Atomic radii (CN 6) of common oxidation states

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Atomic radii (CN 6) of common oxidation states. 1A. 2A. 8A. 3A. 4A. 5A. 6A. 7A. 3B. 4B. 5B. 6B. 7B. 8B. 8B. 8B. 1B. 2B. Periodic table exercise.

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Atomic radii (CN 6) of common oxidation states

1A

2A

8A

3A

4A

5A

6A

7A

3B

4B

5B

6B

7B

8B

8B

8B

1B

2B

Periodic table exercise
• Let us map out the ionic radii (“IR” column) of elements in their typical oxidation state, and with a coordination number of 6 (VI on table). Your group number will determine which elements you work with. Make sure you do NOT use the covalent radii (“CR” column). Work together to figure out the ionic radii for your group’s elements, and then write them on the board.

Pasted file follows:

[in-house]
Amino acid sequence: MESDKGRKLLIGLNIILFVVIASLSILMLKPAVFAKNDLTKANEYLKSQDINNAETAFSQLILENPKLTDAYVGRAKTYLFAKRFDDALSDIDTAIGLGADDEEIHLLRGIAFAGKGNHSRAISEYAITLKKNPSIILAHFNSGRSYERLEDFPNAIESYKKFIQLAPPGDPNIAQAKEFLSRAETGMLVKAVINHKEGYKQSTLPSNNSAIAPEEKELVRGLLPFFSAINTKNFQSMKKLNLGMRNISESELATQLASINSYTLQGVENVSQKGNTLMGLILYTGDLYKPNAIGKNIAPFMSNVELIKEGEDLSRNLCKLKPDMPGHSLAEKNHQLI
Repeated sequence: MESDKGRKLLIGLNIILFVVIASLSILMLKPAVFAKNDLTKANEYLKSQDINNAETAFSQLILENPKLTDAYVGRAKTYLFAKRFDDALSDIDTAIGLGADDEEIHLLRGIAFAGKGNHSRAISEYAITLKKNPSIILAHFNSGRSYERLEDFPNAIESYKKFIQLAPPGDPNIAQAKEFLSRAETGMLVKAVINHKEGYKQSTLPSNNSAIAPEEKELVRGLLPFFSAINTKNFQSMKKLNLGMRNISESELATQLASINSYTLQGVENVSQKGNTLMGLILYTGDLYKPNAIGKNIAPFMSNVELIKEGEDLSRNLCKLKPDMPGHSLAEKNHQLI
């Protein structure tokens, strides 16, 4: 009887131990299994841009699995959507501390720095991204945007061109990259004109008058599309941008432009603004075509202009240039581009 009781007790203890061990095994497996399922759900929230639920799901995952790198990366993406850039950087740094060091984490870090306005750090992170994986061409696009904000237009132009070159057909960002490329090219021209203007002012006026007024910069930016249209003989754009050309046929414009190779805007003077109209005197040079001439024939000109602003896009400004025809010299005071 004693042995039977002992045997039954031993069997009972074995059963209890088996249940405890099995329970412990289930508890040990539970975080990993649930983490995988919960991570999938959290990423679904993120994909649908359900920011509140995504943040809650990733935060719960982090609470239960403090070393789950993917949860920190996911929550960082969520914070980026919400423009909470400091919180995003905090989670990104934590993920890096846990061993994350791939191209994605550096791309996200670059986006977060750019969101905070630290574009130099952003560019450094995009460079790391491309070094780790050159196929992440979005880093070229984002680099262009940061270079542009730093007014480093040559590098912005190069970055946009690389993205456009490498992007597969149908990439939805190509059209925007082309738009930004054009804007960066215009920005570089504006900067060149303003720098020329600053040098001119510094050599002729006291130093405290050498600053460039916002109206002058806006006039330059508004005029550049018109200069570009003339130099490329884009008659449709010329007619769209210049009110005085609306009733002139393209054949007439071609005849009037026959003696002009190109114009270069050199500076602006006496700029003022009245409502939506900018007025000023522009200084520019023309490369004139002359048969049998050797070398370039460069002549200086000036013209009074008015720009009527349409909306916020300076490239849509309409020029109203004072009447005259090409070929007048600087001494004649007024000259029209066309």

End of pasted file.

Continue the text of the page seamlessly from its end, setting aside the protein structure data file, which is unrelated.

(1-8 = A/B groups of your #; 9 = Lanthanides; 10 = Actinides)

• The typical oxidation state for the “A” group elements is their group number.
• The typical oxidation state for the transition metals (“B” group) is “+3”. If there is not an entry for the +3 oxidation state, use the +2 oxidation state, and write the radius with yellow chalk.
• The typical oxidation state for lanthanide elements is +3.
• Let’s also use +3 oxidation states for the actinides (instead of the usual +4).
• Want to practice filling in elements? Visit the site: http://www.ilpi.com/genchem/instantquiz.html
Bond valence sum analysis

V = total valence of metal

vi = contribution from ith bond

R0 = coefficient specific for bond

b = 0.37

For iron:

R0 ~ 1.747

BVS sum indicates Fe+2.17

V = 2.17

(.23 + .37 + .55 +.39 +.25 +.38)

0.23

0.37

0.55

0.38

0.25

0.39